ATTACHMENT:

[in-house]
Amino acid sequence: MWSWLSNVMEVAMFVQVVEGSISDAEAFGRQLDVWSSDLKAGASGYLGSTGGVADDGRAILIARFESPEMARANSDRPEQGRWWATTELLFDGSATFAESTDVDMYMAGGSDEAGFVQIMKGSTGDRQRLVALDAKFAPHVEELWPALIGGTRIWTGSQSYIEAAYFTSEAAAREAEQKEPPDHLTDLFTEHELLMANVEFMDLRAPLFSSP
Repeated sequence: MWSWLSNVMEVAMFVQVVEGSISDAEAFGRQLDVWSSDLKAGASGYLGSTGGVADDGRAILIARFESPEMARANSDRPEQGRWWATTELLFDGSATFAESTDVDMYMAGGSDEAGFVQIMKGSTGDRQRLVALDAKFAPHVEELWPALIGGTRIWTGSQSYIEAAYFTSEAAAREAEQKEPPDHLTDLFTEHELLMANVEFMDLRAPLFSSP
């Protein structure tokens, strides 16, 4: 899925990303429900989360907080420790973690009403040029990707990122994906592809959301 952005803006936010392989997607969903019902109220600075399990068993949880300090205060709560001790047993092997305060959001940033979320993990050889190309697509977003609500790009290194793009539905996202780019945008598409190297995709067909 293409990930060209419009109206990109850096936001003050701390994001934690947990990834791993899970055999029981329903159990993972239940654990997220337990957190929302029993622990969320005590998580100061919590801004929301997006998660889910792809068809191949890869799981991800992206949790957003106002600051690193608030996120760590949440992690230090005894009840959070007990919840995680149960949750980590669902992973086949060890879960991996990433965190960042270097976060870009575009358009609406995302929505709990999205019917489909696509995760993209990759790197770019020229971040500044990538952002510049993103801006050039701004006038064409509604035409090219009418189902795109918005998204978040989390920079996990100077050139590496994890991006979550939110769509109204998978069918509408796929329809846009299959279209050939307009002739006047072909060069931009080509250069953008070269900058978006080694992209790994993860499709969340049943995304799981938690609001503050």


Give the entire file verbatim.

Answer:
[in-house]
Amino acid sequence: MWSWLSNVMEVAMFVQVVEGSISDAEAFGRQLDVWSSDLKAGASGYLGSTGGVADDGRAILIARFESPEMARANSDRPEQGRWWATTELLFDGSATFAESTDVDMYMAGGSDEAGFVQIMKGSTGDRQRLVALDAKFAPHVEELWPALIGGTRIWTGSQSYIEAAYFTSEAAAREAEQKEPPDHLTDLFTEHELLMANVEFMDLRAPLFSSP
Repeated sequence: MWSWLSNVMEVAMFVQVVEGSISDAEAFGRQLDVWSSDLKAGASGYLGSTGGVADDGRAILIARFESPEMARANSDRPEQGRWWATTELLFDGSATFAESTDVDMYMAGGSDEAGFVQIMKGSTGDRQRLVALDAKFAPHVEELWPALIGGTRIWTGSQSYIEAAYFTSEAAAREAEQKEPPDHLTDLFTEHELLMANVEFMDLRAPLFSSP
């Protein structure tokens, strides 16, 4: 899925990303429900989360907080420790973690009403040029990707990122994906592809959301 952005803006936010392989997607969903019902109220600075399990068993949880300090205060709560001790047993092997305060959001940033979320993990050889190309697509977003609500790009290194793009539905996202780019945008598409190297995709067909 293409990930060209419009109206990109850096936001003050701390994001934690947990990834791993899970055999029981329903159990993972239940654990997220337990957190929302029993622990969320005590998580100061919590801004929301997006998660889910792809068809191949890869799981991800992206949790957003106002600051690193608030996120760590949440992690230090005894009840959070007990919840995680149960949750980590669902992973086949060890879960991996990433965190960042270097976060870009575009358009609406995302929505709990999205019917489909696509995760993209990759790197770019020229971040500044990538952002510049993103801006050039701004006038064409509604035409090219009418189902795109918005998204978040989390920079996990100077050139590496994890991006979550939110769509109204998978069918509408796929329809846009299959279209050939307009002739006047072909060069931009080509250069953008070269900058978006080694992209790994993860499709969340049943995304799981938690609001503050």